• 15. 15 General NPDES Permits  Cover group of similar dischargers in the same geographic area  EPA regulations direct Regions to issue general permits for offshore oil and gas activities – EPA may issue individual permits in areas of biological concern – Applicants may request individual permits – Used by Regions 4, 6, 9, and 10 for coastal, territorial seas, and Outer Continental Shelf areas
  • 16. 16 EPA Region 4 – Eastern Gulf of Mexico Region 4 - Eastern Gulf of Mexico OCS
  • 17. 17 EPA Region 6 – Western Gulf of Mexico Region 6 - Western Gulf of Mexico OCS
  • 18. 18 EPA Region 6 – Western Gulf of Mexico Region 6 - Western Gulf of Mexico - Territorial Seas
  • 19. 19 EPA Region 9 – California Coast Region 9 – California Coast
  • 20. 20 EPA Region 10 - Alaska Region 10 – Cook Inlet, Alaska
  • 21. 21 Overview of Produced Water Management
  • 22. Basic Separation of Oil, Gas, and Water  Free-water knockout tank separates three fluid phases plus solids  Emulsions - Heater-treater - Demulsifying chemicals  Most common practice • Onshore – pass through tank battery, then inject • Offshore – discharge
  • 23. 23 Produced Water Management Options  Follow 3-tier water management/pollution prevention hierarchy – Water minimization – Recycle/reuse – Treatment and disposal  Use most environmentally friendly option where possible Tier 1 - Options for Minimizing Produced Water  Keep produced water from the entering the well – Mechanical blocking devices – Water shut off chemicals  Keep produced water from reaching the surface – Downhole separation – Sea floor separation
  • 24. Waste Minimization – Keep Produced Water Out of the Well  Mechanical blocking devices – Packers – Plugs – Cement  Water shut-off chemicals – Polymer gels Source: Baker Hughes Source: Baker Hughes
  • 25. Waste Minimization – Manage Water without Bringing It to the Surface  Downhole oil/water separation (DOWS) – Tool that mounts in bottom of well and separates oil from water – Oil is pumped to the surface – Water is pumped to injection zone without coming to surface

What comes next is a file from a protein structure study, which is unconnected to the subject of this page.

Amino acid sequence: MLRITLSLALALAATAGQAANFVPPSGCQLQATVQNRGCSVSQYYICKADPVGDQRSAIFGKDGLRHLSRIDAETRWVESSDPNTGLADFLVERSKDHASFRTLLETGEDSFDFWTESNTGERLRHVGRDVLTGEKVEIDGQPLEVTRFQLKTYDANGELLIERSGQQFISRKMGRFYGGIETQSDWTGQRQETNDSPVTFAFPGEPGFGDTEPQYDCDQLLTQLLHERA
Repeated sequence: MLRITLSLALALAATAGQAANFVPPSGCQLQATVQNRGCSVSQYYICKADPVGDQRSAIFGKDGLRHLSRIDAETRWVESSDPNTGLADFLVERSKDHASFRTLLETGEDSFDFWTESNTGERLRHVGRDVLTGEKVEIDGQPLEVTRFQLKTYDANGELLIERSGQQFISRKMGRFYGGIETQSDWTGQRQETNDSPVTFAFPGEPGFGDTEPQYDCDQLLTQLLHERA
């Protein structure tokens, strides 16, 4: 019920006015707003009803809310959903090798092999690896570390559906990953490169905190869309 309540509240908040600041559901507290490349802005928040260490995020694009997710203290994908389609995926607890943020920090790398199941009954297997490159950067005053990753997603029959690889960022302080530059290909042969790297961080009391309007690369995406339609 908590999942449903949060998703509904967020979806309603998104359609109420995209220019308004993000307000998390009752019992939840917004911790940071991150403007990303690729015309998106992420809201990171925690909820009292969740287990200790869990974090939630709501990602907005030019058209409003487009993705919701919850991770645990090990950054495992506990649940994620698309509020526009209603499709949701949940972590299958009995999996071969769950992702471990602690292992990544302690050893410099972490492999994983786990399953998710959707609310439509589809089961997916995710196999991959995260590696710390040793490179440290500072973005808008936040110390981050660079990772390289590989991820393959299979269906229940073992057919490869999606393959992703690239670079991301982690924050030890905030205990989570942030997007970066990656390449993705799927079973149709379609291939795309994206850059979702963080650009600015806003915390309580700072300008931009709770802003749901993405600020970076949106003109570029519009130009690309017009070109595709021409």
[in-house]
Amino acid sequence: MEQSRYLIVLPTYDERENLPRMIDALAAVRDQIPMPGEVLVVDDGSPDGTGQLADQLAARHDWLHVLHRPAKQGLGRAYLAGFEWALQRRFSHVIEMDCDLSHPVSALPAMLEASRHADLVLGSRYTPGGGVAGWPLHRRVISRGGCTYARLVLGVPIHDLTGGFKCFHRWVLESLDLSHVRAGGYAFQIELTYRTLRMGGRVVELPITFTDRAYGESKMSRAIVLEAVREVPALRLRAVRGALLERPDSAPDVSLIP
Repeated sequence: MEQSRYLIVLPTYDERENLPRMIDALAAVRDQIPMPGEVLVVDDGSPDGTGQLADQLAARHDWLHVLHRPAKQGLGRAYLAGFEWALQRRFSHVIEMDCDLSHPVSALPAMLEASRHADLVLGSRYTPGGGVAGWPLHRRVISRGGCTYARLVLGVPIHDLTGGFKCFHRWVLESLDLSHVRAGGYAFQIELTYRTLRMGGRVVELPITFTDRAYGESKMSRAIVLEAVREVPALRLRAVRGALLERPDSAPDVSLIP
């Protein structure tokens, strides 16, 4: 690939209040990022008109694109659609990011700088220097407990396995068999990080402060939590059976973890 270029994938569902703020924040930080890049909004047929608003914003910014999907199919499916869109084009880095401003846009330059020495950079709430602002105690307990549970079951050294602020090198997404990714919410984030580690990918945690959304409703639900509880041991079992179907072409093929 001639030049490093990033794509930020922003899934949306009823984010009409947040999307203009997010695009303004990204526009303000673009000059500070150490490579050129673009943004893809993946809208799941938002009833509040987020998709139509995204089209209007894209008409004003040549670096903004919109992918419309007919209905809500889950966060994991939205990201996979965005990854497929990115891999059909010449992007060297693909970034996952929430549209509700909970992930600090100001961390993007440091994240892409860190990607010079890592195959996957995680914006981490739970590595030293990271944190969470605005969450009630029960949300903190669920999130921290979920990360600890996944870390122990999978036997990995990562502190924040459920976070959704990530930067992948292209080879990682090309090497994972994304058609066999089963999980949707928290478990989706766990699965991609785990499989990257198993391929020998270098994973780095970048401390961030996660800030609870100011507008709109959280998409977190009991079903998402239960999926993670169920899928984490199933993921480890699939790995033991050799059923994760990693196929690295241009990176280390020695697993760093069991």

• 26. 26 Waste Minimization – Manage Water without Bringing It to the Surface  Separate at the sea floor Source: ABB Source: ABB
  • 27. Tier 2 - Options for Recycle and Reuse of Produced Water • Injection for recovering more oil • Injection for future use • Injection for hydrological purposes • Agricultural use • Industrial use • Drinking water and other domestic uses • Secondary use These are primarily applicable to onshore production
  • 28. 28 Tier 3 - Options for Treatment and Disposal of Produced Water  Practices to dispose of produced water – Discharge – Injection – Evaporation – Offsite commercial disposal Of these, discharge is the predominant option for offshore produced water
  • 29. 29 Tier 3 - Options for Treatment and Disposal of Produced Water  Practices to dispose of produced water – Discharge – Injection – Evaporation – Offsite commercial disposal  Practices to remove salt and other inorganics from produced water – Membrane processes – Ion exchange – Capacitive deionization – Thermal distillation These are rarely used for treating offshore produced water because salt is not a significant concern when discharging into the ocean
  • 30. 30 Tier 3 - Options for Treatment and Disposal of Produced Water  Practices to dispose of produced water – Discharge – Injection – Evaporation – Offsite commercial disposal  Practices to remove salt and other inorganics from produced water – Membrane processes – Ion exchange – Capacitive deionization – Thermal distillation  Practices to remove oil and grease and other organics from produced water – Physical separation – Flotation – Coalescence – Combined physical and extraction – Solvent extraction – Adsorption
  • 31. 31 Produced Water Offshore Treatment Technology  There are many types of produced water treatment used at offshore facilities – Primarily designed to reduce free oil and other dissolved organics in order to meet the oil and grease limit of 29 mg/l average and 42 mg/l maximum  Oil and grease is a variable parameter – Free oil (large droplets, easy to remove) – Dispersed oil (small droplets) – Dissolved oil (difficult to remove)  Measurement of oil and grease depends on analytical method
  • 32. 32 Physical Separation  Separation  Hydrocyclone  Filtration  Centrifuge Source: Natco Source: USEPA
  • 33. 33 Flotation Source: Natco
  • 34. 34 Coalescence Source: Opus Source: Opus
  • 35. 35 Combined Physical and Extraction Processes Source: M-I Epcon AS Source: M-I Epcon AS Source: Pro-Sep Source: Pro-Sep
  • 36. 36 Extraction Source: VWS MPP Systems Source: VWS MPP Systems
  • 37. 37 Adsorption  Organoclay  MyCelx  Osorb Source: CETCO Oilfield Service Company Source: ABS
  • 38. Produced Water Management Information System http://www.netl.doe.gov/technologies/PWMIS/
  • 39. Conclusions and Final Thoughts  There is a lot of produced water generated each year from several thousand offshore oil and gas wells  Nearly all produced water from offshore wells is treated on the platform and discharged to the ocean under the authority of a permit  A variety of treatment technologies are available to clean produced water before discharge